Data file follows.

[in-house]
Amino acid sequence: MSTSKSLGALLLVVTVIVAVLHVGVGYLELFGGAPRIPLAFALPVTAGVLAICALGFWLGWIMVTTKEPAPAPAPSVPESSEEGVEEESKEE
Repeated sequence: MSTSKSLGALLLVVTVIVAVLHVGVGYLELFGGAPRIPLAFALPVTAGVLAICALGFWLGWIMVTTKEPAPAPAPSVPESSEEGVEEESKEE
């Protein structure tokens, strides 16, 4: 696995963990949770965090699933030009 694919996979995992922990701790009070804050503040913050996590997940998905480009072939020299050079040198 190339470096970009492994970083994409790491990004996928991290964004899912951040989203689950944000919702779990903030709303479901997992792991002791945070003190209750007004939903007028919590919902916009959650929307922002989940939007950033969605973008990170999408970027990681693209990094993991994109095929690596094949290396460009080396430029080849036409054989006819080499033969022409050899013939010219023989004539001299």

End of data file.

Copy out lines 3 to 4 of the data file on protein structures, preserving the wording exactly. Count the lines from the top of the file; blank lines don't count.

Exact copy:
Repeated sequence: MSTSKSLGALLLVVTVIVAVLHVGVGYLELFGGAPRIPLAFALPVTAGVLAICALGFWLGWIMVTTKEPAPAPAPSVPESSEEGVEEESKEE
């Protein structure tokens, strides 16, 4: 696995963990949770965090699933030009 694919996979995992922990701790009070804050503040913050996590997940998905480009072939020299050079040198 190339470096970009492994970083994409790491990004996928991290964004899912951040989203689950944000919702779990903030709303479901997992792991002791945070003190209750007004939903007028919590919902916009959650929307922002989940939007950033969605973008990170999408970027990681693209990094993991994109095929690596094949290396460009080396430029080849036409054989006819080499033969022409050899013939010219023989004539001299």